Wonderful 4 Year Old Son Likes Girly Stuff - No Problem! Right?
March 12, 2013 2:32 PM Subscribe
My wonderful 4-year old son wants lots of girly things. I want nothing more than to support him and help him grow into the person he wants to be. My only question is, is there anything that a loving, responsible, progressive parent should do to protect him from hurt, possible bullying etc.
posted by stewieandthedude to Human Relations (19 answers total) 15 users marked this as a favorite
He wanted his finger nails painted, we did it, he wanted pink tights, we got them for him, he wants hair clips, we plan on getting them for him. He wants all of these things pretty badly - they aren't things he mentioned once and then dropped. It is interesting because it has given me an opportunity to really examine my own feelings on this in a "rubber meets the road" kind of way. Bottomline: I really don't care. I want him to be happy, fulfilled, etc. If that is wearing pink tights and hair clips, more power to him.
But, I am a little bit concerned (and no, I don't think I'm using this just as a cover to really feeling uncomfortable about it myself) about kids making fun of him and eventually bullying him. When all is said and done, I think I ultimately take the position that: he is only 4, he may not even want to do this kind of boundary pushing into the age where he's going to face more bullying, and, even if he does, I know that parents can't really protect their kids completely from that kind of thing. I have ultimately concluded (though I welcome your ideas on this) that the best thing I can do for him is love him completely and support him in whatever expressions of himself he wants to make. When he does encounter mean kids or bullying, I can continue to support him. I'm not naive about the nature of the world - I know he'll face those things, but he's going to learn eventually that there are mean people in the world - at least he'll know he has his parents in his corner.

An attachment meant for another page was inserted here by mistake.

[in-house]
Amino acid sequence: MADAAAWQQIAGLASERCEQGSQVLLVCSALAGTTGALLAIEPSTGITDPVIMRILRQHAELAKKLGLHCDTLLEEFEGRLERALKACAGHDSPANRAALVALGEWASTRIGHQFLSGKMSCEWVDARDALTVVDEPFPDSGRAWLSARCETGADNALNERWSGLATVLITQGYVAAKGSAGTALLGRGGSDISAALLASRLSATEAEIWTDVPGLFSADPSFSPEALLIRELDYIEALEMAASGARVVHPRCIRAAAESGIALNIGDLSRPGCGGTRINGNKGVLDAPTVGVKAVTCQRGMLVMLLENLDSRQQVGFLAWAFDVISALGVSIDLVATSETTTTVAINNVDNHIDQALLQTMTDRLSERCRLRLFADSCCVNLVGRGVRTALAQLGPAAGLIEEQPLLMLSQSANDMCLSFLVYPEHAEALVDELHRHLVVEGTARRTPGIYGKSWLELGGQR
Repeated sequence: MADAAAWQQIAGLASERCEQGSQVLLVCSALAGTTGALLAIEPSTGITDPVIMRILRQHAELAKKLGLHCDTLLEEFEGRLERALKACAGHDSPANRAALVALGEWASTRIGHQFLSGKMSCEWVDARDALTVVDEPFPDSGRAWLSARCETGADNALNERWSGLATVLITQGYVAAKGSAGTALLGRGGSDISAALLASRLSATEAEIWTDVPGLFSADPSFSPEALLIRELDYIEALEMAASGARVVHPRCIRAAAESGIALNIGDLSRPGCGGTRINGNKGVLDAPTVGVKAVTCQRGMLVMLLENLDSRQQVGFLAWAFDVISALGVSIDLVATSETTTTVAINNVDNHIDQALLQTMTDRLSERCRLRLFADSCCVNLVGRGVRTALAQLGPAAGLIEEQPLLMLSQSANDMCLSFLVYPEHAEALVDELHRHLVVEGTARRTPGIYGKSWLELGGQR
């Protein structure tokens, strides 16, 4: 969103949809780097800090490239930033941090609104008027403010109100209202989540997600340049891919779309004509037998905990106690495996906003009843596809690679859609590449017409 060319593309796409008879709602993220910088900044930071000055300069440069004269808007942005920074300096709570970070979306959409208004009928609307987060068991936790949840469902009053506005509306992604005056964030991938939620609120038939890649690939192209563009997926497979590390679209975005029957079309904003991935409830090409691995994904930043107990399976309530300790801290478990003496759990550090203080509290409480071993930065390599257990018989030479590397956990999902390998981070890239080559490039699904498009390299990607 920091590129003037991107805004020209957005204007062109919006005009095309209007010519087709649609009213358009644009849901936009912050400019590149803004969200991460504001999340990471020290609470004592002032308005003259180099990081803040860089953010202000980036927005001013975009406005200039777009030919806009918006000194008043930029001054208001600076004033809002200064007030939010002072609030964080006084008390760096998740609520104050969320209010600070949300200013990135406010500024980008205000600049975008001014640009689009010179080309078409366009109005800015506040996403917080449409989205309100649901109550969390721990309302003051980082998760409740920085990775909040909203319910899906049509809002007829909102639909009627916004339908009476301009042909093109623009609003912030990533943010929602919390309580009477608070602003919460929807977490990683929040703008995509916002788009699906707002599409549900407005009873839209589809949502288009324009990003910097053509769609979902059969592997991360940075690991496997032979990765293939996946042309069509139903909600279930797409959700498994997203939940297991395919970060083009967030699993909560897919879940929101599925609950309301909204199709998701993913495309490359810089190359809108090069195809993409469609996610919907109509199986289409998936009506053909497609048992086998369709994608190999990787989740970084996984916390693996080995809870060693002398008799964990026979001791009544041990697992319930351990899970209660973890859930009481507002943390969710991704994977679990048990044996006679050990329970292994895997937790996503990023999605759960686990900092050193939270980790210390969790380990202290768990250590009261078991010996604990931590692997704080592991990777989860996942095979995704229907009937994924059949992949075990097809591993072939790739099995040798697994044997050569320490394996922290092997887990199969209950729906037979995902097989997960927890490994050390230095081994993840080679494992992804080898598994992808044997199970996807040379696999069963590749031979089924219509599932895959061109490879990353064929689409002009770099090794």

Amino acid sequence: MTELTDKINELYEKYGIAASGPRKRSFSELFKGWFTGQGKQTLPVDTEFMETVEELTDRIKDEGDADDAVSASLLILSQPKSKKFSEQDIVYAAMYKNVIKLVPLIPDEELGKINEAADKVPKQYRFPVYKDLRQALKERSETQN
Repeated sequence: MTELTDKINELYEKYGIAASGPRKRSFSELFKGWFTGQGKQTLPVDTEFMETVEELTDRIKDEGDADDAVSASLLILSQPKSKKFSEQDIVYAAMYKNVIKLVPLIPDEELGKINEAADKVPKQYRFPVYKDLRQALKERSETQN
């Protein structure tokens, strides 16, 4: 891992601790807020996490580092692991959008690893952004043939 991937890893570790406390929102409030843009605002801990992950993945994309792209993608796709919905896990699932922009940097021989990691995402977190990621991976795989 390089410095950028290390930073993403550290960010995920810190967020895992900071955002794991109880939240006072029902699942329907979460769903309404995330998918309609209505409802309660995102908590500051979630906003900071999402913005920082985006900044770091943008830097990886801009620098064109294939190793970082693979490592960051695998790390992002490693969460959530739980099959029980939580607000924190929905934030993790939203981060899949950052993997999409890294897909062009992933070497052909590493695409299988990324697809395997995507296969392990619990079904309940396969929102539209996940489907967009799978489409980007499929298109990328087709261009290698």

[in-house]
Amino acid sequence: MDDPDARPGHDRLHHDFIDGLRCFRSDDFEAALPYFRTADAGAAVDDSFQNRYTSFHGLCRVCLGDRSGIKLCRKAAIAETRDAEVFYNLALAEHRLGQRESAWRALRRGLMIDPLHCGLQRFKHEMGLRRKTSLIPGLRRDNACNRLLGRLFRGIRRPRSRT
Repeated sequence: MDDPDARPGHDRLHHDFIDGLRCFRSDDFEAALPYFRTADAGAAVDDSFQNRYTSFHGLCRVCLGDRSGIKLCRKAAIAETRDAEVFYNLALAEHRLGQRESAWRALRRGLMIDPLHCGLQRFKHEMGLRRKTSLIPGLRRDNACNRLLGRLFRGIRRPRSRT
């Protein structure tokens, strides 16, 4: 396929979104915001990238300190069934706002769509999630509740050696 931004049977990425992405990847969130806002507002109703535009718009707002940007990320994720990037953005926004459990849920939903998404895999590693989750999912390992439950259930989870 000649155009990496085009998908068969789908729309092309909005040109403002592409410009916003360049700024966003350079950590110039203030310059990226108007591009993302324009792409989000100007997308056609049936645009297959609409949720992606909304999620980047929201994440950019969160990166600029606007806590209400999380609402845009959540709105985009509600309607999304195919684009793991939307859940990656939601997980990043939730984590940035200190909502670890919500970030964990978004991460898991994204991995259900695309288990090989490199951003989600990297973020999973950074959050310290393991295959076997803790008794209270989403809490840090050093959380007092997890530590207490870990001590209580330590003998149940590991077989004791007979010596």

Ultimately my question is - does this sound right? Any other thoughts on ways to approach this that both support him and, in a loving, constructive way, minimize the pain that may come from his choosing to buck traditional gender confines? (I acknowledge he's only 4 and it is a complicated question of whether he is bucking gender confines or that he simply likes pink things and doesn't have any concept of the gender implications).